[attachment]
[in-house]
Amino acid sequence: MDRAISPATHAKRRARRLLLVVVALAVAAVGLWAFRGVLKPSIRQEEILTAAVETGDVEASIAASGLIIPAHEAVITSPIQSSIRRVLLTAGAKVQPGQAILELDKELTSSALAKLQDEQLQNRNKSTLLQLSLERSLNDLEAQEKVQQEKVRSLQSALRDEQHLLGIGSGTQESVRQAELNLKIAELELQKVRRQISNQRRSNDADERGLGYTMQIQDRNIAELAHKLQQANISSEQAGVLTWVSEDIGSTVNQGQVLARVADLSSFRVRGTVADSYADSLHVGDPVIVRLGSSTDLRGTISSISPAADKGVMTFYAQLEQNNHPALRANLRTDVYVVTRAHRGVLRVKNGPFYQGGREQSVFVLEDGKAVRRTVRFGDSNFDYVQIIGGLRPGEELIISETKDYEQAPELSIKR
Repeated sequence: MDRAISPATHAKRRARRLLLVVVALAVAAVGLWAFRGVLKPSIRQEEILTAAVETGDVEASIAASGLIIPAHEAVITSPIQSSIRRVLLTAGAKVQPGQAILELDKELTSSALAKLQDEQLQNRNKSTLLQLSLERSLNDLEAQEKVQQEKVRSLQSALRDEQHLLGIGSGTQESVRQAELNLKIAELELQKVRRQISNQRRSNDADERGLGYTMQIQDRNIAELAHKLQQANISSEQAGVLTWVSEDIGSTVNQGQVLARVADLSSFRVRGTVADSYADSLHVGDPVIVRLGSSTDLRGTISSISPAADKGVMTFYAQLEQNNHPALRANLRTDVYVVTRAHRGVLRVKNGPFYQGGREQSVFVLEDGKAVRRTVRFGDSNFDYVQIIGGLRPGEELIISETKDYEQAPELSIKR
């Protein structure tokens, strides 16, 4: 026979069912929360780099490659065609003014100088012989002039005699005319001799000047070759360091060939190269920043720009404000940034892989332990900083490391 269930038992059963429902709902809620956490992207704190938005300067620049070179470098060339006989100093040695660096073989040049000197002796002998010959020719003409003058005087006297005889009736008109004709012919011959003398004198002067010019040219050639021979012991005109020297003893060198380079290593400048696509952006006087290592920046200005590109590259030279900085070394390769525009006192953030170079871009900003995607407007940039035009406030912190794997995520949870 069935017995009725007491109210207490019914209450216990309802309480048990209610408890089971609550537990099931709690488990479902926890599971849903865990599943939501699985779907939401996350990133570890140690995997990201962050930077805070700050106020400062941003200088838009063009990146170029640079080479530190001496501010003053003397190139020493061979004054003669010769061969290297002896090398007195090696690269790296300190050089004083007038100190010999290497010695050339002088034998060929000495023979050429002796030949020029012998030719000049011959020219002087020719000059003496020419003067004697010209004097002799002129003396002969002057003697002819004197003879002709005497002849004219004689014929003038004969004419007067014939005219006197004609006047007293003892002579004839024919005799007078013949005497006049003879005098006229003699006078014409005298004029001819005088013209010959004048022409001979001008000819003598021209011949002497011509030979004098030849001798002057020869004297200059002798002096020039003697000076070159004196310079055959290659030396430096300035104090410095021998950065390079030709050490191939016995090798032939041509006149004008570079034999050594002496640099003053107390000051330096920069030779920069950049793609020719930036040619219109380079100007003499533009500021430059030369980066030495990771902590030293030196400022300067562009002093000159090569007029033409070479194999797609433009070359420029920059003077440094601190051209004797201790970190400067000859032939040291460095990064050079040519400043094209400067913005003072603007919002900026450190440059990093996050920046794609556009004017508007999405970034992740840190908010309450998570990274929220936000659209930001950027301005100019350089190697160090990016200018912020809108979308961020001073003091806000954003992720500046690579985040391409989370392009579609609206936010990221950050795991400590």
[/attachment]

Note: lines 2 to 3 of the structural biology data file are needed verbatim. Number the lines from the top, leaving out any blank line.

Amino acid sequence: MDRAISPATHAKRRARRLLLVVVALAVAAVGLWAFRGVLKPSIRQEEILTAAVETGDVEASIAASGLIIPAHEAVITSPIQSSIRRVLLTAGAKVQPGQAILELDKELTSSALAKLQDEQLQNRNKSTLLQLSLERSLNDLEAQEKVQQEKVRSLQSALRDEQHLLGIGSGTQESVRQAELNLKIAELELQKVRRQISNQRRSNDADERGLGYTMQIQDRNIAELAHKLQQANISSEQAGVLTWVSEDIGSTVNQGQVLARVADLSSFRVRGTVADSYADSLHVGDPVIVRLGSSTDLRGTISSISPAADKGVMTFYAQLEQNNHPALRANLRTDVYVVTRAHRGVLRVKNGPFYQGGREQSVFVLEDGKAVRRTVRFGDSNFDYVQIIGGLRPGEELIISETKDYEQAPELSIKR
Repeated sequence: MDRAISPATHAKRRARRLLLVVVALAVAAVGLWAFRGVLKPSIRQEEILTAAVETGDVEASIAASGLIIPAHEAVITSPIQSSIRRVLLTAGAKVQPGQAILELDKELTSSALAKLQDEQLQNRNKSTLLQLSLERSLNDLEAQEKVQQEKVRSLQSALRDEQHLLGIGSGTQESVRQAELNLKIAELELQKVRRQISNQRRSNDADERGLGYTMQIQDRNIAELAHKLQQANISSEQAGVLTWVSEDIGSTVNQGQVLARVADLSSFRVRGTVADSYADSLHVGDPVIVRLGSSTDLRGTISSISPAADKGVMTFYAQLEQNNHPALRANLRTDVYVVTRAHRGVLRVKNGPFYQGGREQSVFVLEDGKAVRRTVRFGDSNFDYVQIIGGLRPGEELIISETKDYEQAPELSIKR